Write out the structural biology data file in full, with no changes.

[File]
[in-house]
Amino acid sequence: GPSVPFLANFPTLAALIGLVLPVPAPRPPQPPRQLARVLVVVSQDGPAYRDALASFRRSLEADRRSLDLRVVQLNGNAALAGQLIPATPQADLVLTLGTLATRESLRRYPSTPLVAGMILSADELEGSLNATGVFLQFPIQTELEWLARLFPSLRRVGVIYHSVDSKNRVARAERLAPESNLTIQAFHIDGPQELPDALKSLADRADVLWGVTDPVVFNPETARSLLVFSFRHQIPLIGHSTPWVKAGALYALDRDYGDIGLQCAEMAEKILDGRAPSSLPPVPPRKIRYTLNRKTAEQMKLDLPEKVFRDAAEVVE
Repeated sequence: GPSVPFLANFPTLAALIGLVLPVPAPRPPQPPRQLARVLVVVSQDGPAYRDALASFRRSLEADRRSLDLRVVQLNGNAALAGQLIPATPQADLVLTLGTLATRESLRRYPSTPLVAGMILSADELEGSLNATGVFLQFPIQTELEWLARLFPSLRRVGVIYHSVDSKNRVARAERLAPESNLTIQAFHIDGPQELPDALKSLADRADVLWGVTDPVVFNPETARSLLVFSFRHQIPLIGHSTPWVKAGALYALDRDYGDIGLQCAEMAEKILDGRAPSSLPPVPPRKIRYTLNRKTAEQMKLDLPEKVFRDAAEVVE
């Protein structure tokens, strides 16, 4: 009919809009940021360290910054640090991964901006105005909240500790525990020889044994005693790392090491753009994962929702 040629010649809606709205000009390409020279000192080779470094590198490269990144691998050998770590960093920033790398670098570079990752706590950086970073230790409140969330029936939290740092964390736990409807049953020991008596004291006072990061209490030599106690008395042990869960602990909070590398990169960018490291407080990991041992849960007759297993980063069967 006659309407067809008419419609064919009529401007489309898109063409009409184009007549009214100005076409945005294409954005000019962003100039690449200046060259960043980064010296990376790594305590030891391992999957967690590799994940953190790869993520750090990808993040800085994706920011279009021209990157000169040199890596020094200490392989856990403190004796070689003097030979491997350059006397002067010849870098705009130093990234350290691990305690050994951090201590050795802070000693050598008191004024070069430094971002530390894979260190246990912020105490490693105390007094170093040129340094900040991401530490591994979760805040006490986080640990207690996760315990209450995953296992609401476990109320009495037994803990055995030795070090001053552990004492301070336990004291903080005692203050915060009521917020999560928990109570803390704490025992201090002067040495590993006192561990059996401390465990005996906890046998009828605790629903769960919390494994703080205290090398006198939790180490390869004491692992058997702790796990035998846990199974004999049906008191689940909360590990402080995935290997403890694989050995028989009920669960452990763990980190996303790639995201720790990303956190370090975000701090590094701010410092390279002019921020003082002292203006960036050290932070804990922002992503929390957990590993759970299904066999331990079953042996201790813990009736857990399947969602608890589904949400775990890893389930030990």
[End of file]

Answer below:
[in-house]
Amino acid sequence: GPSVPFLANFPTLAALIGLVLPVPAPRPPQPPRQLARVLVVVSQDGPAYRDALASFRRSLEADRRSLDLRVVQLNGNAALAGQLIPATPQADLVLTLGTLATRESLRRYPSTPLVAGMILSADELEGSLNATGVFLQFPIQTELEWLARLFPSLRRVGVIYHSVDSKNRVARAERLAPESNLTIQAFHIDGPQELPDALKSLADRADVLWGVTDPVVFNPETARSLLVFSFRHQIPLIGHSTPWVKAGALYALDRDYGDIGLQCAEMAEKILDGRAPSSLPPVPPRKIRYTLNRKTAEQMKLDLPEKVFRDAAEVVE
Repeated sequence: GPSVPFLANFPTLAALIGLVLPVPAPRPPQPPRQLARVLVVVSQDGPAYRDALASFRRSLEADRRSLDLRVVQLNGNAALAGQLIPATPQADLVLTLGTLATRESLRRYPSTPLVAGMILSADELEGSLNATGVFLQFPIQTELEWLARLFPSLRRVGVIYHSVDSKNRVARAERLAPESNLTIQAFHIDGPQELPDALKSLADRADVLWGVTDPVVFNPETARSLLVFSFRHQIPLIGHSTPWVKAGALYALDRDYGDIGLQCAEMAEKILDGRAPSSLPPVPPRKIRYTLNRKTAEQMKLDLPEKVFRDAAEVVE
């Protein structure tokens, strides 16, 4: 009919809009940021360290910054640090991964901006105005909240500790525990020889044994005693790392090491753009994962929702 040629010649809606709205000009390409020279000192080779470094590198490269990144691998050998770590960093920033790398670098570079990752706590950086970073230790409140969330029936939290740092964390736990409807049953020991008596004291006072990061209490030599106690008395042990869960602990909070590398990169960018490291407080990991041992849960007759297993980063069967 006659309407067809008419419609064919009529401007489309898109063409009409184009007549009214100005076409945005294409954005000019962003100039690449200046060259960043980064010296990376790594305590030891391992999957967690590799994940953190790869993520750090990808993040800085994706920011279009021209990157000169040199890596020094200490392989856990403190004796070689003097030979491997350059006397002067010849870098705009130093990234350290691990305690050994951090201590050795802070000693050598008191004024070069430094971002530390894979260190246990912020105490490693105390007094170093040129340094900040991401530490591994979760805040006490986080640990207690996760315990209450995953296992609401476990109320009495037994803990055995030795070090001053552990004492301070336990004291903080005692203050915060009521917020999560928990109570803390704490025992201090002067040495590993006192561990059996401390465990005996906890046998009828605790629903769960919390494994703080205290090398006198939790180490390869004491692992058997702790796990035998846990199974004999049906008191689940909360590990402080995935290997403890694989050995028989009920669960452990763990980190996303790639995201720790990303956190370090975000701090590094701010410092390279002019921020003082002292203006960036050290932070804990922002992503929390957990590993759970299904066999331990079953042996201790813990009736857990399947969602608890589904949400775990890893389930030990």